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Greenland forgets to raise Danish flag on Constitution Day

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Greenland forgets to raise Danish flag on Constitution Day
A file photo of Nuuk, Greenland. Photo: AP Photo/David Goldman/Ritzau Scanpix
11:32 CEST+02:00
A decision last year to raise the Danish flag at the parliament building in Nuuk, the capital of Greenland, on Denmark’s Constitution Day, appeared to have been forgotten when the day rolled around earlier this week.

Denmark’s Dannebrog flag should have been flying at the parliament build in Nuuk on June 5th, the anniversary of the signing of Denmark’s first constitution in 1849.

But come the day, no Danish flag was to be seen, Greenlandic media KNR reports.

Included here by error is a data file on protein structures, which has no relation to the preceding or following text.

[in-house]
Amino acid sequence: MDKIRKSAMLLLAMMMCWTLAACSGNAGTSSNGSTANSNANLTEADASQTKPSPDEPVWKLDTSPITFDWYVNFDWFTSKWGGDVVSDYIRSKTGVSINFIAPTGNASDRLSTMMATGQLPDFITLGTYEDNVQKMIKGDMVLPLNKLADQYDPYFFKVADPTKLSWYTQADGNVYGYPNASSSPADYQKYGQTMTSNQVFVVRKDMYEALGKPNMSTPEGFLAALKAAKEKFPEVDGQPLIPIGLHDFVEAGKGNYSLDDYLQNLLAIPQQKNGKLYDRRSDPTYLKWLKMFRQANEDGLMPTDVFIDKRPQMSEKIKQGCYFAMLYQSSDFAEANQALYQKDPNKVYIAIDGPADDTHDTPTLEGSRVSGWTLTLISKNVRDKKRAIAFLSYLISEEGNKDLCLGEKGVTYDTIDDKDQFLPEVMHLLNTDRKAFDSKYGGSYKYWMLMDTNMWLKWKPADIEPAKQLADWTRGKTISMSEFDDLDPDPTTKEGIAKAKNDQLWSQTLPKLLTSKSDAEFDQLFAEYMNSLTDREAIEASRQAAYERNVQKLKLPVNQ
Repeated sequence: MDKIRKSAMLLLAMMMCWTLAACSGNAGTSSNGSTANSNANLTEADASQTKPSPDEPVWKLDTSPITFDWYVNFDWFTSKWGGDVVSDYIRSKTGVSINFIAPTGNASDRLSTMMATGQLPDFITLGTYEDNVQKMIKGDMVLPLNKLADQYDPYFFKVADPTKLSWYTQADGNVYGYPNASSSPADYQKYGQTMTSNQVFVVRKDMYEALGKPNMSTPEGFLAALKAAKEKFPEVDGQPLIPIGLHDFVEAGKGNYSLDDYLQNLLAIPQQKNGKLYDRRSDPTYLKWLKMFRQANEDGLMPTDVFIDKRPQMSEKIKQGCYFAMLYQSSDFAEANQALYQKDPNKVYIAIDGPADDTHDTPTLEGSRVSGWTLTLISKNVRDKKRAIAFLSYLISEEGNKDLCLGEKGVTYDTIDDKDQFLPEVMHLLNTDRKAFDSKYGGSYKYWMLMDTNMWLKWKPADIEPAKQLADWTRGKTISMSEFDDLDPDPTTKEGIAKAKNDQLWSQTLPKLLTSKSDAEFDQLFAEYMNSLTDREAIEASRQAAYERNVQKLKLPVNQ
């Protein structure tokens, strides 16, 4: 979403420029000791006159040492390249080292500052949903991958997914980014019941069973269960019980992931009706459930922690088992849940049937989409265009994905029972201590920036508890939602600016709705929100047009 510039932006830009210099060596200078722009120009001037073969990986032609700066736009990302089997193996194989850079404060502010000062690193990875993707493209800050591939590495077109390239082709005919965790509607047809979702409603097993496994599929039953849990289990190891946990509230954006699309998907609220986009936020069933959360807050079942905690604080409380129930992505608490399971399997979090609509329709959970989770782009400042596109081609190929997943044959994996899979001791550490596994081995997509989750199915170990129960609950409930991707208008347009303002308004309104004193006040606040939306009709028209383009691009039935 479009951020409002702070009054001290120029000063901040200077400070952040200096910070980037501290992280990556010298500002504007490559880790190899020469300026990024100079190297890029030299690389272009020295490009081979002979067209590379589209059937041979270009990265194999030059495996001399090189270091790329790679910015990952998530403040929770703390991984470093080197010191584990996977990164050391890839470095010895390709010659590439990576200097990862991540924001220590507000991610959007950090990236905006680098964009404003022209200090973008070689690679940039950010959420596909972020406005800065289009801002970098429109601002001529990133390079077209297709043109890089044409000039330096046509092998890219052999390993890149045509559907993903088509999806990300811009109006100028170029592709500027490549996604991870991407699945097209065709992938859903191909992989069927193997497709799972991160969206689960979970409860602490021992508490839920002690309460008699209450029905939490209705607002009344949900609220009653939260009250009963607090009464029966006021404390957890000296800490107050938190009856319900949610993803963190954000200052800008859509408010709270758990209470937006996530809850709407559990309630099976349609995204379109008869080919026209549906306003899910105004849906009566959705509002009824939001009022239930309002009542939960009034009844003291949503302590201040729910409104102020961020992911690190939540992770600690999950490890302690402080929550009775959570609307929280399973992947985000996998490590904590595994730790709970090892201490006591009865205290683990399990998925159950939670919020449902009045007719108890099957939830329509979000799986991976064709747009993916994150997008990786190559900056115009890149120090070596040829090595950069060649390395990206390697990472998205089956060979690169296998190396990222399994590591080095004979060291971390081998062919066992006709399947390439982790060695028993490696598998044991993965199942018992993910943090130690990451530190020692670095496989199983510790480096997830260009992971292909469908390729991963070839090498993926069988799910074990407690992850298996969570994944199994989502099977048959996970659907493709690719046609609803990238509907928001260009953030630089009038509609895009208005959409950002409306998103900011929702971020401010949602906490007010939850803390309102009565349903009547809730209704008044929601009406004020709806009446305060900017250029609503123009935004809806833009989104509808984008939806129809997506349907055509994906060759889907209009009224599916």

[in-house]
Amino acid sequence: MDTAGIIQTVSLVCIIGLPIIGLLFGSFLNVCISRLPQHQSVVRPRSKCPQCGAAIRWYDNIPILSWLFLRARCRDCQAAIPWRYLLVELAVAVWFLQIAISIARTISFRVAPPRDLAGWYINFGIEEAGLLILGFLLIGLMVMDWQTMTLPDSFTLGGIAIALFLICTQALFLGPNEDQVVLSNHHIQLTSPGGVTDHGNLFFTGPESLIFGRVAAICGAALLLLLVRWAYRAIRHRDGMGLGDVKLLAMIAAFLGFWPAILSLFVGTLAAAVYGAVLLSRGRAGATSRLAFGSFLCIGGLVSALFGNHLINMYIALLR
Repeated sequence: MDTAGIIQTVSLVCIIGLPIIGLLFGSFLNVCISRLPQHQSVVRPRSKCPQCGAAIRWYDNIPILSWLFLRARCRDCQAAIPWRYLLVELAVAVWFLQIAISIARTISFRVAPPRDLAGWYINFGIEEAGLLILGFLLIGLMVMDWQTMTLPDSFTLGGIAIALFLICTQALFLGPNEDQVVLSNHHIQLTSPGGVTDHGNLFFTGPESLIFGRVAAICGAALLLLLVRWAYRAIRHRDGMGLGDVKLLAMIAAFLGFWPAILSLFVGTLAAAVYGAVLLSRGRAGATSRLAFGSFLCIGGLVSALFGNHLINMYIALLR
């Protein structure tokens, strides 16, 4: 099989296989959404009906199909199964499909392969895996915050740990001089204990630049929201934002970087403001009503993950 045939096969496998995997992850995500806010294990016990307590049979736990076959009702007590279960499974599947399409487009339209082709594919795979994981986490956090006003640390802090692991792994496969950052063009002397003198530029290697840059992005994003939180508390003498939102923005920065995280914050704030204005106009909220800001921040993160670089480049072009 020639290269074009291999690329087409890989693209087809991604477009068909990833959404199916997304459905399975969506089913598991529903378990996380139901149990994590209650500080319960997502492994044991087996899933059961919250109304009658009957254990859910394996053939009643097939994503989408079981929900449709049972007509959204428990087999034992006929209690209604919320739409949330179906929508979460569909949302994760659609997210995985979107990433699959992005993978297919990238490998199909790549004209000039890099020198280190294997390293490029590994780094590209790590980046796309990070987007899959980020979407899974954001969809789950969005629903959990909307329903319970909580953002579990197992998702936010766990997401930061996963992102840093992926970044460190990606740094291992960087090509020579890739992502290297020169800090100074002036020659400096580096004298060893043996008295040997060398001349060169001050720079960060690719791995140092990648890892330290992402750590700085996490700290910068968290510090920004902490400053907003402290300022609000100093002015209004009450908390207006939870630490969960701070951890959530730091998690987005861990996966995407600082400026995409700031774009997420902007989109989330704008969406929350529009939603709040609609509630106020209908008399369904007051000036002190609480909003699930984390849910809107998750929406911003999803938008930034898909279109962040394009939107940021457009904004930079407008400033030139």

Greenland gained autonomy from Denmark in 1979 and was granted self-rule in 2009, though Copenhagen retains control of foreign and defence affairs.

A spokesperson for the constituent country’s parliament said the flag was not raised as the result of a “regrettable oversight”.

She told KNR that an investigation would take place to determine why janitors at the Inatsisartut and Naalakkersuisut parliament and government buildings did not receive instruction to raise the flag.

The decision to raise the Danish flag on June 5th was reportedly made last year in response to Denmark’s decision to raise Greenland’s flag on the Arctic island’s national day, June 21st.

Denmark also marks the national day of the Faroe Islands, also a self-governing country within the Kingdom of Denmark, by raising the Faroese flag on July 29th.

READ ALSO: OPINION: Constitution Day is a celebration of political rights for all. Is Denmark neglecting them?

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